Lk.22:63-65 - "Sunnyhill" Herne Bay Evangelical Free Church

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Luke 22:63-65

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How He Suffered!

Text:  Lk.22:63-35 "Now the men who were holding Jesus in custody were mocking him as they beat him. They also blindfolded him and kept asking him, "Prophesy! Who is it that struck you?" And they said many other things against him, blaspheming him."

Many people today don’t think that God has any right to hold us to account for the choices we make in life. Some will even try to maintain that God (if he exists at all) is the one who is ultimately responsible for the mess we’re in because he has made us the way we are. They therefore conclude that he has no right to bar us from his heaven even if in this life we have not shown the slightest interest in it or in him.

The truth of the matter is that God does not wish to bar us from his heaven! And in fact he has done everything necessary to open a way by which we may safely enter and that way is through his Son, the Lord Jesus Christ.

God has opened up this way for us because of his great love. He does not accept the charge of being responsible for the sin of this world and he does not agree that he has no right to hold us to account. His solution to our predicament does not gloss over our failures and shortcomings – sin is sin and we must acknowledge it to be so - but God’s solution tackles the problem of our sin head on.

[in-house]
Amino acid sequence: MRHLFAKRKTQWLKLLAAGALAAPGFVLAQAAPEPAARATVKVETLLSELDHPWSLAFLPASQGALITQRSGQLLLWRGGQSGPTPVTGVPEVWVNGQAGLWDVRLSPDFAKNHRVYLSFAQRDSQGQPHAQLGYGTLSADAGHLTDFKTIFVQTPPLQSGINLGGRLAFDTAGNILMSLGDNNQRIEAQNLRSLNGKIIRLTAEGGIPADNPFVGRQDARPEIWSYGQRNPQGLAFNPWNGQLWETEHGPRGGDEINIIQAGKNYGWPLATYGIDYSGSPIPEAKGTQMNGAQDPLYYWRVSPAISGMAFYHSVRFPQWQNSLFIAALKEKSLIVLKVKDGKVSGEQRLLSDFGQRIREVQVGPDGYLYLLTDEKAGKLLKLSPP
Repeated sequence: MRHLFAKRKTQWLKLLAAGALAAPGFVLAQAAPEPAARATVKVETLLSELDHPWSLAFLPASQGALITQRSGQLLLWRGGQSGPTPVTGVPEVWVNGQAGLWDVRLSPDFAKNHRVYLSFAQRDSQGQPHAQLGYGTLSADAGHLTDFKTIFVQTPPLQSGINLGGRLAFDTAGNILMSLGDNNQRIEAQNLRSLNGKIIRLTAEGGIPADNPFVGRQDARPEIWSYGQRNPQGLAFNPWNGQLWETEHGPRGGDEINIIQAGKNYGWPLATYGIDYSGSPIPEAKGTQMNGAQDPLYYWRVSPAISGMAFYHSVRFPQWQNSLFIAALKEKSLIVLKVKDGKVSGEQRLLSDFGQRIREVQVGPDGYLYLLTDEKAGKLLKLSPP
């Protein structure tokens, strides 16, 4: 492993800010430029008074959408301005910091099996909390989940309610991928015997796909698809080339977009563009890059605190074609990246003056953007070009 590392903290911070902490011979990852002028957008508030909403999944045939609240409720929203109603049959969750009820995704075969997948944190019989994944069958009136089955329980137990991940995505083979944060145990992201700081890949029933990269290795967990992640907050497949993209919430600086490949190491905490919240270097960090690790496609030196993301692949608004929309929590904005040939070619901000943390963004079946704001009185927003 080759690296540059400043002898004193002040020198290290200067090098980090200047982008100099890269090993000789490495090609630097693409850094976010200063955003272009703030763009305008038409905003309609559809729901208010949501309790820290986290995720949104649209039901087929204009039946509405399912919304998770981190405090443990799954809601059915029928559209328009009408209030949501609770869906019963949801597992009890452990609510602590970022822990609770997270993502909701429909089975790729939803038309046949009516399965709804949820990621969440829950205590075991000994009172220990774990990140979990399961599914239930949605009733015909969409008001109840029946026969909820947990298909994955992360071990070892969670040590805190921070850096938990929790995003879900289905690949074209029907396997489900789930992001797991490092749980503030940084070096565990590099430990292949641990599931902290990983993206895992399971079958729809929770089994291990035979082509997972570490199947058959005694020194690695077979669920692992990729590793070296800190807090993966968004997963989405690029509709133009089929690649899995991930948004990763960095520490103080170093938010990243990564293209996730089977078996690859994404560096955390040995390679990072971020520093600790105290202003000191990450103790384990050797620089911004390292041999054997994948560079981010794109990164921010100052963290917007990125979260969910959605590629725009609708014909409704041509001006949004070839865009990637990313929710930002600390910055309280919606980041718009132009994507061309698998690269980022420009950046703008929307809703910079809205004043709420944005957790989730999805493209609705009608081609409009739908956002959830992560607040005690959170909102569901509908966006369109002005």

Men and women try all kinds of things in their attempts to wriggle out of their guilty responsibility before God. Sometimes they will accuse God of having no real understanding of what life is like for us and then go on to suggest that he therefore has no right to judge us. That sentiment was expressed well in a short playlet written in the second half of the 20 th century. Let me read it to you:

The Long Silence

At the end of time, billions of people were seated on a great plain before God's throne. Most shrank back from the brilliant light before them. But some groups near the front talked heatedly, not cringing with cringing shame - but with belligerence.

"Can God judge us? How can He know about suffering?", snapped a pert young brunette. She ripped open a sleeve to reveal a tattooed number from a Nazi concentration camp. "We endured terror ... beatings ... torture ... death!"